There is no substitute for a culture of integrity in organizations. Compliance alone with the law is not enough. History shows that those who make a practice of skating close to the edge always wind up going over the line. A higher bar of ethics performance is necessary. That bar needs to be set and monitored in the boardroom.  ~J. Richard Finlay writing in The Globe and Mail.

Sound governance is not some abstract ideal or utopian pipe dream. Nor does it occur by accident or through sudden outbreaks of altruism. It happens when leaders lead with integrity, when directors actually direct and when stakeholders demand the highest level of ethics and accountability.  ~ J. Richard Finlay in testimony before the Standing Committee on Banking, Commerce and the Economy, Senate of Canada.

The Finlay Centre for Corporate & Public Governance is the longest continuously cited voice on modern governance standards. Our work over the course of four decades helped to build the new paradigm of ethics and accountability by which many corporations and public institutions are judged today.

The Finlay Centre was founded by J. Richard Finlay, one of the world’s most prescient voices for sound boardroom practices, sanity in CEO pay and the ethical responsibilities of trusted leaders. He coined the term stakeholder capitalism in the 1980s.

We pioneered the attributes of environmental responsibility, social purposefulness and successful governance decades before the arrival of ESG. Today we are trying to rebuild the trust that many dubious ESG practices have shattered. 


We were the first to predict seismic boardroom flashpoints and downfalls and played key roles in regulatory milestones and reforms.

We’re working to advance the agenda of the new boardroom and public institution of today: diversity at the table; ethics that shine through a culture of integrity; the next chapter in stakeholder capitalism; and leadership that stands as an unrelenting champion for all stakeholders.

Our landmark work in creating what we called a culture of integrity and the ethical practices of trusted organizations has been praised, recognized and replicated around the world.


Our rich institutional memory, combined with a record of innovative thinking for tomorrow’s challenges, provide umatached resources to corporate and public sector players.

Trust is the asset that is unseen until it is shattered.  When crisis hits, we know a thing or two about how to rebuild trust— especially in turbulent times.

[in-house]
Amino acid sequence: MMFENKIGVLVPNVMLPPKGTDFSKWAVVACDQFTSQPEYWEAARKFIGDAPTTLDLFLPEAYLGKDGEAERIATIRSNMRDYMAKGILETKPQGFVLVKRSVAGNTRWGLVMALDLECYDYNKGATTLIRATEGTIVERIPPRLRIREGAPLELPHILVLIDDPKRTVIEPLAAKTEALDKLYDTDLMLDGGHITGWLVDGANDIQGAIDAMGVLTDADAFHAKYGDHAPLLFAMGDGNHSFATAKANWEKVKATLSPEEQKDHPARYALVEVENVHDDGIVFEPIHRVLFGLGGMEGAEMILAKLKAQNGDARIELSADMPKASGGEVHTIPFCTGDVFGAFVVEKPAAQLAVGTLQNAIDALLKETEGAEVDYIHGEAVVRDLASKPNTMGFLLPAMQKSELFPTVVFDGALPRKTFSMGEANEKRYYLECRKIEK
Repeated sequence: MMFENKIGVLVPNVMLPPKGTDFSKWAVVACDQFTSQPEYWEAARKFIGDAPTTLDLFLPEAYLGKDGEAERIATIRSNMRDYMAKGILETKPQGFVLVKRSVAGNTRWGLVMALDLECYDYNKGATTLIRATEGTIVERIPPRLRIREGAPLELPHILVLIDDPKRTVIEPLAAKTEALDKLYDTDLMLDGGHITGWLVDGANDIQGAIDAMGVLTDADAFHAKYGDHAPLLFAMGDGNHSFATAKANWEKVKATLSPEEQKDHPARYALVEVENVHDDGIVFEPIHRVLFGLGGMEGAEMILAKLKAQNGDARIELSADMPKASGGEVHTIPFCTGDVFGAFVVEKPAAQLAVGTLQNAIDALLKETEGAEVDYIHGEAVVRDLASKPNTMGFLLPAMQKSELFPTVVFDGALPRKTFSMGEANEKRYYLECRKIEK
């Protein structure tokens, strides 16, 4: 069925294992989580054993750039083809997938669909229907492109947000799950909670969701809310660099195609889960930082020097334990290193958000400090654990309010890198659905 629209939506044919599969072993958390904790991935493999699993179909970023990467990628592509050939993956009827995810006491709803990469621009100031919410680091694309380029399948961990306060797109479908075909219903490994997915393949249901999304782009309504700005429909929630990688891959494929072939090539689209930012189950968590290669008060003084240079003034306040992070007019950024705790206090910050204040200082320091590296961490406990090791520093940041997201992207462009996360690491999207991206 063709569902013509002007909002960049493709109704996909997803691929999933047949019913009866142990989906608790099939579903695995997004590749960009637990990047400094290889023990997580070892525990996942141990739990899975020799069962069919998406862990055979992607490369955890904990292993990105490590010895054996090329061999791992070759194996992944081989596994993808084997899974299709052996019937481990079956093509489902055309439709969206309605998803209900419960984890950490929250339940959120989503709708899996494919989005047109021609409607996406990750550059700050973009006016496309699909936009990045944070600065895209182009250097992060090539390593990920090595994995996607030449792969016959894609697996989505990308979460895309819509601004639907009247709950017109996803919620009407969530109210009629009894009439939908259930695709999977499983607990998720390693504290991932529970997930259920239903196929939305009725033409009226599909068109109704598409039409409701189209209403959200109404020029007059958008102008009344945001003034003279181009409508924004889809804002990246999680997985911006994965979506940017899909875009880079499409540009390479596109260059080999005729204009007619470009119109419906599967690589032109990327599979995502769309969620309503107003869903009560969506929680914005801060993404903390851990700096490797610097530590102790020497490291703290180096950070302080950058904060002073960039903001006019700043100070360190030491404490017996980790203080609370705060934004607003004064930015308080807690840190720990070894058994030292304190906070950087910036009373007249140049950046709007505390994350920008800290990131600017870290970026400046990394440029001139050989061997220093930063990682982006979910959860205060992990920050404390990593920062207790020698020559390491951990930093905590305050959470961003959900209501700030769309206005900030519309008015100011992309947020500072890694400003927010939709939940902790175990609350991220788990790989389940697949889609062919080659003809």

We’re still one of the world’s most recognized voices on CEO pay and the role of boards as compensation credibility gatekeepers. Somebody has to be.


Freedom, in either its political or economic  appearance, has never been a lasting guest in the American home when it was merely taken for granted.

The celebration of Thanksgiving in America is rooted, more than anything, in the blessing of freedom and opportunity.  Those were the hallmarks that beckoned the first settlers to the far off shores of the new England.  They are  what is celebrated in the uniquely American way each year at this time.

Through evolution and revolution, titanic wars and epic financial upheavals, America has come to define ideas like a free market, individual choice and accountability among those who exercise power – whether in the economic arena or in the political.  In many ways, these principles have become a model for much of the world.   But their ascent has not been without cost.  And the need to defend these values has, time and again, come with a painful price tag.

As America contemplates its blessings this Thanksgiving, it is timely for it to consider whether it serves the cause of political freedom by propping up corrupt regimes, such as the one that rules Afghanistan today, where, right now, thousands of U.S., Canadian, British and other NATO military personnel are placing their lives on the line, and where so many have paid the ultimate price.  It is also wise to consider whether the idea of free market capitalism is well served by the constant enrichment of the regime in China, which promotes not a capitalism which extols individual rights and freedom of choice, but an authoritarian capitalism based on secrecy, tyranny and force.  This system was well illustrated earlier this month when President Barack Obama visited Beijing and where his “media conference” was not permitted to see a single question asked.  That is the way in China; it is not a model America looks good in adopting.

It is also time to ponder whether America is well-served by its financial system, which, after blundering into the worst crisis since the Great Depression and needing a head-spinning succession of taxpayer bailouts (with perhaps more to come), is rewarding itself with billions in bonuses while millions of Americans are losing their jobs, their homes and their dreams.  Then there is the Federal Reserve system, which appears more and more to view its role as pushing out trillions to keep Wall Street happy, while Main Street is left to cope under an almost unfathomable mountain of debt and a coming gale of inflation from which there will be no shelter.  Far from preserving the freedom of Americans in recent months, these institutions seem increasingly to have made them hostages to profligacy and misjudgment.

From the battered Pilgrims at Plymouth Rock and the courageous Rangers, Marines and service personnel in Iraq and Afghanistan to a struggling middle class and the steadily vanishing members of the Greatest Generation too often left in poverty and fear, Thanksgiving is a lunch that has never come free.  And freedom has never been a lasting guest in the American home when it was merely taken for granted.